The Yoonolution Will Be Voted On

Filed in Politics by on September 29, 2009 0 Comments

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Originally, this post was titled ‘The Yoonolution Will Not Be Voted On’ but due to some groundbreaking news via Universal Hub, I’ve tweaked the title as Michael Flaherty announced Sam Yoon joined his ticket as the Deputy Mayor candidate. The strengths and weaknesses of Flaherty and Yoon complement each other and make for a very solid team to challenge perennial-mayor Tom Menino. Whether it’s enough to knock Menino out of the office won’t be know until November, but on thing is for sure, the Boston mayoral elections just got a lot more interesting.

What follows is a look at Sam Yoon’s governance philosophy and how it can be used to revamp and build a better foundation for our government, before we go off implementing changes.

Not a Revolution, An Evolution

As I tweeted after filling out my ballot, my mayoral choice was Sam Yoon. I’ll admit the talk Yoon held with Boston bloggers [myself included] did sway me, but not because he had the talk or what he said, but rather the philosophy he evoked during the talk and during his campaign.

While Flaherty and Menino don’t advocate changing the strong mayor system of Boston, Yoon pushed for the city to not only take a look at the strong mayor system, but at the whole city charter. What wasn’t clear in media reports, was that Sam wasn’t stating that he’d wipe the strong mayor system, but rather he’d create a commission of experts to review the charter and how we go about governing and see if there’s room for improvement.

The excitement Yoon projected while talking about such this historical review of the city governance was clear to everyone at the table. The willingness to stop and take a look at the how and why of Boston’s government structure, pointed to a great characteristic, a desire to allow for other opinions , one which I wish Yoon’s campaign emphasized more. Anyone following the campaigns will know Yoon was heavily active in social media and genuinely tried to listen to and pull ideas from the crowd.

One Man is Not the Best Man for the Job

Running a city, especially a rather large one like Boston, is no easy task. In my opinion, it’s best handled by a team and not one person. In our current strong mayor system, the mayor has the final say on city matters. Sometimes it works well, when decisions need to be made quickly, but often it’s to the detriment of democracy. A city government should be compelled to not only listen to its citizens, but to also utilize the expertise of residents to improve the city. Yoon’s open-source-esque political philosophy is one I’ve been curious to see in action and one I believe can be a legitimate game changer for modern politics.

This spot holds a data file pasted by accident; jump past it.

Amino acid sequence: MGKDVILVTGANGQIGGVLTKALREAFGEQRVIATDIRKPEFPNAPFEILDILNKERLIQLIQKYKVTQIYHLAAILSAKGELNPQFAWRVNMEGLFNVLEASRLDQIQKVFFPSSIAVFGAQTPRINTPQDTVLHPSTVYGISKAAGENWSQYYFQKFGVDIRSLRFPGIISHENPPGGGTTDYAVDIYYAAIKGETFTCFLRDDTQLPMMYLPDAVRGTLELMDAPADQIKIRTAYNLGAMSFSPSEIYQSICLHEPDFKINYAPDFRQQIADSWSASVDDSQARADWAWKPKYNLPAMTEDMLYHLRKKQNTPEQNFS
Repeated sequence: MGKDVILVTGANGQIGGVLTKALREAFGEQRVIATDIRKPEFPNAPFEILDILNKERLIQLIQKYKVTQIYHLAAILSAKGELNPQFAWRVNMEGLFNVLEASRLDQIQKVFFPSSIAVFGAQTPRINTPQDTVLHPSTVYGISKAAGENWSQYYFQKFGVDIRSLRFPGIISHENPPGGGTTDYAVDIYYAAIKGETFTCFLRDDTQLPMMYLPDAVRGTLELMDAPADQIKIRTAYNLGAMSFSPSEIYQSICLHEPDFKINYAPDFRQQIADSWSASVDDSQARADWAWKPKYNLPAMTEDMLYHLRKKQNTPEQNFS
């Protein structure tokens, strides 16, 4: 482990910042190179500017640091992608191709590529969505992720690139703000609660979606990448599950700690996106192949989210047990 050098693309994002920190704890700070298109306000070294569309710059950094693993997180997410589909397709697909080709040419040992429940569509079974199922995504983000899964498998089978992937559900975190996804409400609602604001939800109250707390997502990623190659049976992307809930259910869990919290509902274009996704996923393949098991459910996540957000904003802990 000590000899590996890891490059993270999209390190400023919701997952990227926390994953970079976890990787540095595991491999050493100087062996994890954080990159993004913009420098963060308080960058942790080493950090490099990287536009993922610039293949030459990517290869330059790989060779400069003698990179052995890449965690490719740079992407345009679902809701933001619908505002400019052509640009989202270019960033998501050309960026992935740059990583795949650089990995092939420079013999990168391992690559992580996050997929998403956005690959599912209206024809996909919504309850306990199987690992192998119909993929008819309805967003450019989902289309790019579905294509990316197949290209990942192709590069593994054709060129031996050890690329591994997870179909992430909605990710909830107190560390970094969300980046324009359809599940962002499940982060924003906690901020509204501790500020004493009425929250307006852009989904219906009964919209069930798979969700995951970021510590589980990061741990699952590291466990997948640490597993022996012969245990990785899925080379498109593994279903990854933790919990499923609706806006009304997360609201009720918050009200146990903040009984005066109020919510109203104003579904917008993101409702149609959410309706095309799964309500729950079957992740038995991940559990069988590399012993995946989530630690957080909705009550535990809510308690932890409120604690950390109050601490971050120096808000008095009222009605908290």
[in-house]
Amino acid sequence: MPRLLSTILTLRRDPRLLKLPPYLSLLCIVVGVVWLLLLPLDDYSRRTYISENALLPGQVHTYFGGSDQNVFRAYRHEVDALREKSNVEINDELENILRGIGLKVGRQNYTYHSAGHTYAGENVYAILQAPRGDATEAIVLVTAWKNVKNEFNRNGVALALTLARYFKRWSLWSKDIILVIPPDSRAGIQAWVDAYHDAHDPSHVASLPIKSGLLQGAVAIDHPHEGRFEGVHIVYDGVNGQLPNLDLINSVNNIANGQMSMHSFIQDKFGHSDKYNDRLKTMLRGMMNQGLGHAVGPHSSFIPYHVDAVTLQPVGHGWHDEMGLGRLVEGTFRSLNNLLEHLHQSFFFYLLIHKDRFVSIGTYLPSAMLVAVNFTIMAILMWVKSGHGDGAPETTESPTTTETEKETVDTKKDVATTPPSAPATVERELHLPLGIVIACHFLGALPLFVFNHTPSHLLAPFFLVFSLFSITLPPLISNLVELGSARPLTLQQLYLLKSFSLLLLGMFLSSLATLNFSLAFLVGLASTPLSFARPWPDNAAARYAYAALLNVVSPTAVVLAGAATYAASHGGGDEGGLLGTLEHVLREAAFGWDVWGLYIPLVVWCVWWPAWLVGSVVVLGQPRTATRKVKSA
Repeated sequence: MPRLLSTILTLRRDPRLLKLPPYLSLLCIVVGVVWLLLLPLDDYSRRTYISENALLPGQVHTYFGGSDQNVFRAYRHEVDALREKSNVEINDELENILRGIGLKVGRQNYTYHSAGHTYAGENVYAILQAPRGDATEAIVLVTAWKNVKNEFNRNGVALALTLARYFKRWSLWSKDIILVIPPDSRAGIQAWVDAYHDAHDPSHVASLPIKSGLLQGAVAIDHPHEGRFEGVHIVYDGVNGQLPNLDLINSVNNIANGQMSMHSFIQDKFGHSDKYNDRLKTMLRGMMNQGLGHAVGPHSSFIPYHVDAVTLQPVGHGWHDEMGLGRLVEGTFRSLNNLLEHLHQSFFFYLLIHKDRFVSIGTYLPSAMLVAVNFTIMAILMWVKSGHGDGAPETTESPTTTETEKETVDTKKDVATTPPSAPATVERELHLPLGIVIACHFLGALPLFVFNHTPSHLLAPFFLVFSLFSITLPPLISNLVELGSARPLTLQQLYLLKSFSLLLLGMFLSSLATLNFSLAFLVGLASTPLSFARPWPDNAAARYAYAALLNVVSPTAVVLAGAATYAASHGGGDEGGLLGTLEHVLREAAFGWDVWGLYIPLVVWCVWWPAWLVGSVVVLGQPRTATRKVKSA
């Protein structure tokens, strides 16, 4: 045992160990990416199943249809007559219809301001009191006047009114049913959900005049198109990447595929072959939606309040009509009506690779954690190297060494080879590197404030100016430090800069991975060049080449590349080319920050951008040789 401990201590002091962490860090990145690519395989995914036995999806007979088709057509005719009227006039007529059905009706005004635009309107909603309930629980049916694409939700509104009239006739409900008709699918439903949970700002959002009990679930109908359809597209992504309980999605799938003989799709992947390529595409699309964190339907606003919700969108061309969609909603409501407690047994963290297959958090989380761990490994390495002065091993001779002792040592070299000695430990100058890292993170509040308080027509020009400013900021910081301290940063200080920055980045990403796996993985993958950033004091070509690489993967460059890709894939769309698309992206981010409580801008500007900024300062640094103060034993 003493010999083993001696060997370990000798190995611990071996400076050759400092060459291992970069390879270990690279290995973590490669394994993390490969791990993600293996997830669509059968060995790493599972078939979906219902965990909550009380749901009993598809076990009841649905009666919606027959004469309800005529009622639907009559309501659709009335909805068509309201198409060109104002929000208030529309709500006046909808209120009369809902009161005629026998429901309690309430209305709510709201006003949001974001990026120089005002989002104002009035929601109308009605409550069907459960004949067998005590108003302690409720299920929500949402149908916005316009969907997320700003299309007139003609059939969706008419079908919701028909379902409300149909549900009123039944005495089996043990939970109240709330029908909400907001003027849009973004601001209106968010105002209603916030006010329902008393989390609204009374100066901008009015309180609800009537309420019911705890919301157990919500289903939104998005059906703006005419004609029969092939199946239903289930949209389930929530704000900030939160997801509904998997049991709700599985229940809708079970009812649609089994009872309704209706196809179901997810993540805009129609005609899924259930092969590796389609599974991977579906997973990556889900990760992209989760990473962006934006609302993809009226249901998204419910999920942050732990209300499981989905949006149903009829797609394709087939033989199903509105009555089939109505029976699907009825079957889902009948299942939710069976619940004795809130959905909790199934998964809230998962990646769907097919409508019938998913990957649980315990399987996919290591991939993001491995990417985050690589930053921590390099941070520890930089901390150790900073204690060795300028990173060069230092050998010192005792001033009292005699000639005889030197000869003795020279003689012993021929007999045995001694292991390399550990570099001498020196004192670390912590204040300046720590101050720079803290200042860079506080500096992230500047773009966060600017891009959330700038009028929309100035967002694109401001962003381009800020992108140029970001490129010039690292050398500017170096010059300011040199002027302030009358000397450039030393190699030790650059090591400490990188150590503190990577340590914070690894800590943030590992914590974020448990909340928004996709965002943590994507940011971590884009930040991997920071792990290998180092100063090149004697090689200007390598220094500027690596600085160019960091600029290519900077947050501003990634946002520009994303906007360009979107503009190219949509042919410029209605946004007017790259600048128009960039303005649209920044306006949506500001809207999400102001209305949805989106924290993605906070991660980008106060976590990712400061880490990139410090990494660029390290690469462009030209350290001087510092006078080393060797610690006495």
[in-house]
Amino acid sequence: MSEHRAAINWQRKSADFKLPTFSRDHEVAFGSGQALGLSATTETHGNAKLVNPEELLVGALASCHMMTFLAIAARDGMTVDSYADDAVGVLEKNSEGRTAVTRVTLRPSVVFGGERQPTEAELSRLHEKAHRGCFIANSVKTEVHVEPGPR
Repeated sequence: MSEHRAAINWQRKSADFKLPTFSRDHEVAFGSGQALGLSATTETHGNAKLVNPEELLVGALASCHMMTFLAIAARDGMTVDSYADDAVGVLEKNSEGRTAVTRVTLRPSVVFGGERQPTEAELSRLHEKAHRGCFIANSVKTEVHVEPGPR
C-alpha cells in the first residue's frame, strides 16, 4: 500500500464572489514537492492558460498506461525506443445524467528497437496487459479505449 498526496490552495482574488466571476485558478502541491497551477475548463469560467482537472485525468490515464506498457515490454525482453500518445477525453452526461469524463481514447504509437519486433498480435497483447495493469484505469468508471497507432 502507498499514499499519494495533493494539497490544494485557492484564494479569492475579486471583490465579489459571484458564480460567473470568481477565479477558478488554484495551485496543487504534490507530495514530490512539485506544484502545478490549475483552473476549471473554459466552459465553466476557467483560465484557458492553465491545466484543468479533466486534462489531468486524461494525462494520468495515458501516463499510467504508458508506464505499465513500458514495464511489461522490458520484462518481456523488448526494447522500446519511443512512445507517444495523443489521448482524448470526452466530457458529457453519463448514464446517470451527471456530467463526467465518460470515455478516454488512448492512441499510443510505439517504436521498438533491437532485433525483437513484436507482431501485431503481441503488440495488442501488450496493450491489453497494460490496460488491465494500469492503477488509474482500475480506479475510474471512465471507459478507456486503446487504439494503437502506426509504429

Often times during campaigns, the candidates discuss about moving forward. It’s even Menino’s tagline for this year, “moving Boston forward”. But, when a city charter hasn’t been reviewed in a century, it might be best to stop and take a look at the present and why we’re here, rather than trying to take two steps forward and often stumbling en route. There’s many initiatives Menino has pushed for, that simply haven’t delivered. Perhaps it’s not quite his fault, but rather the fault of the system for expecting one man to do so much.

So, my request to the remaining candidates is a simple one. Before we begin to attempt to move forward, let’s stop and look at where we’re at now, why we’re here, and if we can improve the gears of governance. My gut tells me the machinery of Boston’s government us due for thorough inspection. Then, when or if any changes are made, let’s spin up those gears and move Boston forward.

Thanks to Sam Yoon for Mayor for the photo of Sam Yoon at this year’s Bunker Hill Day Parade.

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